First hit with a Motown sound (n°2 R&B, top 30 US). Reissued in 1960 on Anna, the label of Berry Gordy's sister. According to the records at the United States Copyright Office in Washington, Barrett Strong was originally listed as coauthor but has never seen a penny of the profits. His name was literally crossed out, again in 1987 when the copyright needed to be renewed. When in 2010 Mr. Strong finally knew about this freud, it was too late for him to act. But let it be clear: the unique piano riff which opens the song was all his, according to Robert Bateman who engineered the session and Money guitarist Eugene Grew. Eén van de tien selecties in Greil Marcus' The History Of Rock 'N' Roll In 10 Songs.
John Lee Hooker [as I Need Some Money]
Jennell Hawkins [answersong as More Money on Amazon]
Buddy Guy [as $100 Bill]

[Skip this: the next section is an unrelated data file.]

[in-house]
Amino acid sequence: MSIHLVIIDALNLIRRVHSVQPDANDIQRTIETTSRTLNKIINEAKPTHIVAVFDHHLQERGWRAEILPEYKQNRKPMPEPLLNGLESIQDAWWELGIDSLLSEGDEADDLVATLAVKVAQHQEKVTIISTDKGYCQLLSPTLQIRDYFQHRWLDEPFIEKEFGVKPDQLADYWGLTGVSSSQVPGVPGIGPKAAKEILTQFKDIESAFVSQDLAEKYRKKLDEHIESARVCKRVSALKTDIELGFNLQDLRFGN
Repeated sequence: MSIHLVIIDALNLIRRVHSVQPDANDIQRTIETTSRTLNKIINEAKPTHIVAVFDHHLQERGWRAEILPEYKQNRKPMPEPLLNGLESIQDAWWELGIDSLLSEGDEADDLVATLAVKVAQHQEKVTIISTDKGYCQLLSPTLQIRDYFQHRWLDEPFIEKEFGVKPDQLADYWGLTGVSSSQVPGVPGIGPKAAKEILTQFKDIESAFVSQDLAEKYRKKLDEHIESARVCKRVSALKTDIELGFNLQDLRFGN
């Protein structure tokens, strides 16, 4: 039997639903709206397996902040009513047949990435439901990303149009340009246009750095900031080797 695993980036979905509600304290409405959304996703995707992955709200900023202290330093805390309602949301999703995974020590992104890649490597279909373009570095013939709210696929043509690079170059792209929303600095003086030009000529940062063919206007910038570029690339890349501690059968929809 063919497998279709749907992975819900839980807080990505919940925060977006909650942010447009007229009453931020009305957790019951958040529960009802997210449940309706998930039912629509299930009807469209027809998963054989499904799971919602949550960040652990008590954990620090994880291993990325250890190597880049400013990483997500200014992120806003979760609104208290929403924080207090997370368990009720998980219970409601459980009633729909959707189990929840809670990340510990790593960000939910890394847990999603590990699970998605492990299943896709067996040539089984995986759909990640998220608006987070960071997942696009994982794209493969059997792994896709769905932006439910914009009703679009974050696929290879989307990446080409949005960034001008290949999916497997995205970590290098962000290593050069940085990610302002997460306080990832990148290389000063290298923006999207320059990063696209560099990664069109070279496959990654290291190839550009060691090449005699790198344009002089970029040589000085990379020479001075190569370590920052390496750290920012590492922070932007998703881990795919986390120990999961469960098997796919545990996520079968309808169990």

Beatles [publishing royalties on this cover gave Motown a fenomenal cash boost]
Rob De Nijs [as Geld]
Undertakers [with Jackie Lomax]
Rolling Stones [on No Stone Unturned]
Eddy Mitchell [as Pas De Chance, hit F]
Miracles [their (I Need Some) Money ('58) is a Robinson/Gordy composition]
Doors [live at Madison Square Garden, announced as "the National Anthem" and crediting John Lee Hooker (see footnote)]
Anson Funderburgh [as $100 Bill; vocal: Sam Myers]
Sue Foley [idem]
The Doors credit John Lee Hooker who once earned a living in the same Detroit auto parts assembly line as Barrett Strong (and the whole Motown direction board). Maybe Barrett was influenced by his colleague. On the other hand, the Doors also credit Crawling King Snake to John Lee Hooker (see there).